In Alaska, more than half of the vote is now in. Dan Sullivan, the Republican challenger to the incumbent, Senator Mark Begich, he has a slight lead, 8,500 or so, 50 percent to 44 percent, 56 percent of the vote is in, slightly for Dan Sullivan. We have not made a projection in Alaska, at least not yet.
We've got some other races we're following. The governor race in Connecticut, Dan Malloy is the incumbent. He's got 50 percent. Tom Foley, 49 percent, 73 percent of the vote in. Dan Malloy has an advantage of about 14,600 votes. We have not made a projection there.
Similarly in Colorado, even though 89 percent of the vote is in, we have not made a projection. Look how close it is between the Republican challenger to the Governor John Hickenlooper, Bob Beauprez has 47.9 percent to 47.6 percent for John Hickenlooper.
Still not enough information for us to make a projection, Only 5,572 votes separates these two candidates in Colorado. This year's campaign could be the starting point of something even bigger looking forward to 2016. Here's what some of them had to say.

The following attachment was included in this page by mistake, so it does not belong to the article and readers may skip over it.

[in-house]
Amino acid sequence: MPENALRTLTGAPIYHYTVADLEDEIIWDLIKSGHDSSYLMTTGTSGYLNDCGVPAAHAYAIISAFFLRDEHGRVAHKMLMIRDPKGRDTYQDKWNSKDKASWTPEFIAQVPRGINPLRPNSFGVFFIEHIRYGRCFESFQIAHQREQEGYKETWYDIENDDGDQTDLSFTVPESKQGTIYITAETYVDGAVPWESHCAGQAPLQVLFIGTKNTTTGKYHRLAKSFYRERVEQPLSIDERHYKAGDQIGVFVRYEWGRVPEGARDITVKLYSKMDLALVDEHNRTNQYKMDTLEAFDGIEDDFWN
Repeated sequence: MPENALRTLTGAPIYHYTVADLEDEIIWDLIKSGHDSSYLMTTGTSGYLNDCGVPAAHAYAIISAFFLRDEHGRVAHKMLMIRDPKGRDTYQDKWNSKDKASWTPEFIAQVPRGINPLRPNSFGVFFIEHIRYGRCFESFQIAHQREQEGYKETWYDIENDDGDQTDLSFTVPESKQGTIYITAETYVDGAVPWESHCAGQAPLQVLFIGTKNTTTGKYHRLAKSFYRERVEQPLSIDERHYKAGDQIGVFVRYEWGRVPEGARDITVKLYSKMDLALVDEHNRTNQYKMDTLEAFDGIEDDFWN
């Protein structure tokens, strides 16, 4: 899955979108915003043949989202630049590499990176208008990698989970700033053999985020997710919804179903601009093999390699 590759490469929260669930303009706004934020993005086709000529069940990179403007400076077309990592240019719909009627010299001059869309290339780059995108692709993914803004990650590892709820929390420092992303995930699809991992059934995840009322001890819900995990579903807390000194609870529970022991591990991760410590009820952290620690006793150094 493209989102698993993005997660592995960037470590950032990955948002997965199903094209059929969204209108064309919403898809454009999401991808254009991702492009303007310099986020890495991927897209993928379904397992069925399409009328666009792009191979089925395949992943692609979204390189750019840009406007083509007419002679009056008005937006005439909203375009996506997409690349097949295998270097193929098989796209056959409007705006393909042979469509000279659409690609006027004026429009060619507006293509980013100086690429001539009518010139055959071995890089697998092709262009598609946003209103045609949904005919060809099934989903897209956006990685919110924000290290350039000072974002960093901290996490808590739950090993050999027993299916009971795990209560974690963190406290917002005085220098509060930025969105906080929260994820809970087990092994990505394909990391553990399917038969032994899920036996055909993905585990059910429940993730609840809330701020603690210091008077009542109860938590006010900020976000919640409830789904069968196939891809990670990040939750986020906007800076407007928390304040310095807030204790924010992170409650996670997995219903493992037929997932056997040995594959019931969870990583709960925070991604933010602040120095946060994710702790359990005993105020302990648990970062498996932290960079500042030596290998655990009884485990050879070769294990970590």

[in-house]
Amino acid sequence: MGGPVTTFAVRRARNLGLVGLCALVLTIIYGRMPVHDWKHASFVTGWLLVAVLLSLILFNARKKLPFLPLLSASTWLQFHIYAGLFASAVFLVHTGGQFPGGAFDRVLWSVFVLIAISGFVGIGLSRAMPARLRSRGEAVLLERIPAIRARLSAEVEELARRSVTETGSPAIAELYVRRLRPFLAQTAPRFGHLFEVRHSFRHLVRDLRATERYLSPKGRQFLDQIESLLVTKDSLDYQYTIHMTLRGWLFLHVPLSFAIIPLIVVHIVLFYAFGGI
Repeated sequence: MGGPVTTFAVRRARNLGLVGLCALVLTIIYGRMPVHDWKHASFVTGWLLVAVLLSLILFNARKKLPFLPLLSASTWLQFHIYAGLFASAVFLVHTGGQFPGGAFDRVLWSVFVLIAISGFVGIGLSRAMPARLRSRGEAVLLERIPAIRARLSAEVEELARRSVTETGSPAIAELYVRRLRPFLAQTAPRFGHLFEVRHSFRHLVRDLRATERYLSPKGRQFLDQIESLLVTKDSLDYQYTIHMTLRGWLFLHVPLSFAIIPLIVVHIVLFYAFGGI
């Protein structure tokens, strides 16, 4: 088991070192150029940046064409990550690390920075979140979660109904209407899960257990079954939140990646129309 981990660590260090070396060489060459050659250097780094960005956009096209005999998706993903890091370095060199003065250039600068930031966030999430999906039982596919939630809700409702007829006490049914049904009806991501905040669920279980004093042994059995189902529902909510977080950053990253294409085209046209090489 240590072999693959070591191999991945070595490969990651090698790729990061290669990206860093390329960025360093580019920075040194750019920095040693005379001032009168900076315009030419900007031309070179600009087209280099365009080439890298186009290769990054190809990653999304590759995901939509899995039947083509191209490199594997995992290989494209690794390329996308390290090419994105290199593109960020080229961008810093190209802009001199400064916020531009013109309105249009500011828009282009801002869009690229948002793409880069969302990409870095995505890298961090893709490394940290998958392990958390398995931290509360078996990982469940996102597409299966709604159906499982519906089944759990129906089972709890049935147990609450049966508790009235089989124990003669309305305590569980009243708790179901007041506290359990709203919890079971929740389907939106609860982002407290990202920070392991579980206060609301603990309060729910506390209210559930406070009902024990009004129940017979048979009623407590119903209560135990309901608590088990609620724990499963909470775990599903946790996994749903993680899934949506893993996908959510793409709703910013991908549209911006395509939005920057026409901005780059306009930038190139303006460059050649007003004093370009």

(BEGIN VIDEO CLIP)
GOV. SCOTT WALKER (R), VICTORY SPEECH: I'm an optimist, I believe here in Wisconsin and America we want to be for something, not against something. But you know what, that's the difference between Washington and Wisconsin. They're all against something. We are for something.
GOV. JOHN KASICH (R), VICTORY SPEECH: You see folks we're now part of a movement. This is not just another election, another political campaign. This is a movement to restore hope in our state and maybe it can even become contagious with hope being restored all across the United States.
GOV. ANDREW CUOMO (D), VICTORY SPEECH: We said we would not be pushed or pulled by the extreme forces on the left or right, that we would always remember the guiding star is service to the people.
(END VIDEO CLIP)
BLITZER: So how will tonight's results impact 2016? Let's go to CNN Tom Foreman. He's joining us now from our virtual studio. Tom, what do you think?
TOM FOREMAN, CNN CORRESPONDENT: You know, Wolf, if you think about it, Senate Majority Leader Harry Reid has had a unique advantage by having a president in the White House, Barack Obama, in the White House. When you have a president in the White House, it tends to quiet down people in your own party.